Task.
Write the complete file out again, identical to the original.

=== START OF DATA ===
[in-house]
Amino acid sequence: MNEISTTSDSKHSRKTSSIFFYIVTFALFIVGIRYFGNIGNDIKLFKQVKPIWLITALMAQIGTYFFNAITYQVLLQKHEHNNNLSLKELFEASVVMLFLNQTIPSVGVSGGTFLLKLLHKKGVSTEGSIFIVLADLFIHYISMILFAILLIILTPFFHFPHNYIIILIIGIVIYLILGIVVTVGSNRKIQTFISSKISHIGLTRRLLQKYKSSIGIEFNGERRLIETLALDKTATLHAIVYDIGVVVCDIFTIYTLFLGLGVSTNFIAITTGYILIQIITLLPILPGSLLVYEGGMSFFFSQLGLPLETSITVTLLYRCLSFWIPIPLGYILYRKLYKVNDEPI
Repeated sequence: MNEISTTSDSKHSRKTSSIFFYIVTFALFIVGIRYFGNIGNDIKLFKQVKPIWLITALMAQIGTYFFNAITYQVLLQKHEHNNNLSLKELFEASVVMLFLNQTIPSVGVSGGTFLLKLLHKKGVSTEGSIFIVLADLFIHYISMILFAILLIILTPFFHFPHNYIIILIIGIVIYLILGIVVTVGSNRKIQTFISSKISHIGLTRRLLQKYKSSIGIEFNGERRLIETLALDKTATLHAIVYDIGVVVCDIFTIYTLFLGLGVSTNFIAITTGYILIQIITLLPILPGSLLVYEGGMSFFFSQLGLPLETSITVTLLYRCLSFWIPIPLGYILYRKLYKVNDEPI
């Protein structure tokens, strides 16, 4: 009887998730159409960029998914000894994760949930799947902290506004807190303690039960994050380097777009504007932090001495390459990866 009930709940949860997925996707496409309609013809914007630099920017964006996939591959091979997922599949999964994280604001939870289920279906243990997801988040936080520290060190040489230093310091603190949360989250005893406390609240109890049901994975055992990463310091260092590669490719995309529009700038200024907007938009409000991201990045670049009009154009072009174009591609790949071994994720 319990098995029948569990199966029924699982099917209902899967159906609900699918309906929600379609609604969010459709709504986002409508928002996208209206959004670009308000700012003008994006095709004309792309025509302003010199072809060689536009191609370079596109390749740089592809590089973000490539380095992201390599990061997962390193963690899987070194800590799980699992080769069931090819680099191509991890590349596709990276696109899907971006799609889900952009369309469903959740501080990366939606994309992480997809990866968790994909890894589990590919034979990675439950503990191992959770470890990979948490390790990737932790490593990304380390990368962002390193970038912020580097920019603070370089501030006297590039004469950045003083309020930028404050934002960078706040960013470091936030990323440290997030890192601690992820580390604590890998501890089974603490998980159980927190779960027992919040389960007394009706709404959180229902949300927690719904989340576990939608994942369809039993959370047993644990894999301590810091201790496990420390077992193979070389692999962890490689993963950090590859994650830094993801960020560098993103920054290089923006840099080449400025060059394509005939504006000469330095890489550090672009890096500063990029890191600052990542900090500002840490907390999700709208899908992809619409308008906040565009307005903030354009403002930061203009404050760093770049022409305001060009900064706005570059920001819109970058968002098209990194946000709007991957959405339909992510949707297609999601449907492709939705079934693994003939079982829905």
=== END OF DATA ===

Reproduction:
[in-house]
Amino acid sequence: MNEISTTSDSKHSRKTSSIFFYIVTFALFIVGIRYFGNIGNDIKLFKQVKPIWLITALMAQIGTYFFNAITYQVLLQKHEHNNNLSLKELFEASVVMLFLNQTIPSVGVSGGTFLLKLLHKKGVSTEGSIFIVLADLFIHYISMILFAILLIILTPFFHFPHNYIIILIIGIVIYLILGIVVTVGSNRKIQTFISSKISHIGLTRRLLQKYKSSIGIEFNGERRLIETLALDKTATLHAIVYDIGVVVCDIFTIYTLFLGLGVSTNFIAITTGYILIQIITLLPILPGSLLVYEGGMSFFFSQLGLPLETSITVTLLYRCLSFWIPIPLGYILYRKLYKVNDEPI
Repeated sequence: MNEISTTSDSKHSRKTSSIFFYIVTFALFIVGIRYFGNIGNDIKLFKQVKPIWLITALMAQIGTYFFNAITYQVLLQKHEHNNNLSLKELFEASVVMLFLNQTIPSVGVSGGTFLLKLLHKKGVSTEGSIFIVLADLFIHYISMILFAILLIILTPFFHFPHNYIIILIIGIVIYLILGIVVTVGSNRKIQTFISSKISHIGLTRRLLQKYKSSIGIEFNGERRLIETLALDKTATLHAIVYDIGVVVCDIFTIYTLFLGLGVSTNFIAITTGYILIQIITLLPILPGSLLVYEGGMSFFFSQLGLPLETSITVTLLYRCLSFWIPIPLGYILYRKLYKVNDEPI
């Protein structure tokens, strides 16, 4: 009887998730159409960029998914000894994760949930799947902290506004807190303690039960994050380097777009504007932090001495390459990866 009930709940949860997925996707496409309609013809914007630099920017964006996939591959091979997922599949999964994280604001939870289920279906243990997801988040936080520290060190040489230093310091603190949360989250005893406390609240109890049901994975055992990463310091260092590669490719995309529009700038200024907007938009409000991201990045670049009009154009072009174009591609790949071994994720 319990098995029948569990199966029924699982099917209902899967159906609900699918309906929600379609609604969010459709709504986002409508928002996208209206959004670009308000700012003008994006095709004309792309025509302003010199072809060689536009191609370079596109390749740089592809590089973000490539380095992201390599990061997962390193963690899987070194800590799980699992080769069931090819680099191509991890590349596709990276696109899907971006799609889900952009369309469903959740501080990366939606994309992480997809990866968790994909890894589990590919034979990675439950503990191992959770470890990979948490390790990737932790490593990304380390990368962002390193970038912020580097920019603070370089501030006297590039004469950045003083309020930028404050934002960078706040960013470091936030990323440290997030890192601690992820580390604590890998501890089974603490998980159980927190779960027992919040389960007394009706709404959180229902949300927690719904989340576990939608994942369809039993959370047993644990894999301590810091201790496990420390077992193979070389692999962890490689993963950090590859994650830094993801960020560098993103920054290089923006840099080449400025060059394509005939504006000469330095890489550090672009890096500063990029890191600052990542900090500002840490907390999700709208899908992809619409308008906040565009307005903030354009403002930061203009404050760093770049022409305001060009900064706005570059920001819109970058968002098209990194946000709007991957959405339909992510949707297609999601449907492709939705079934693994003939079982829905």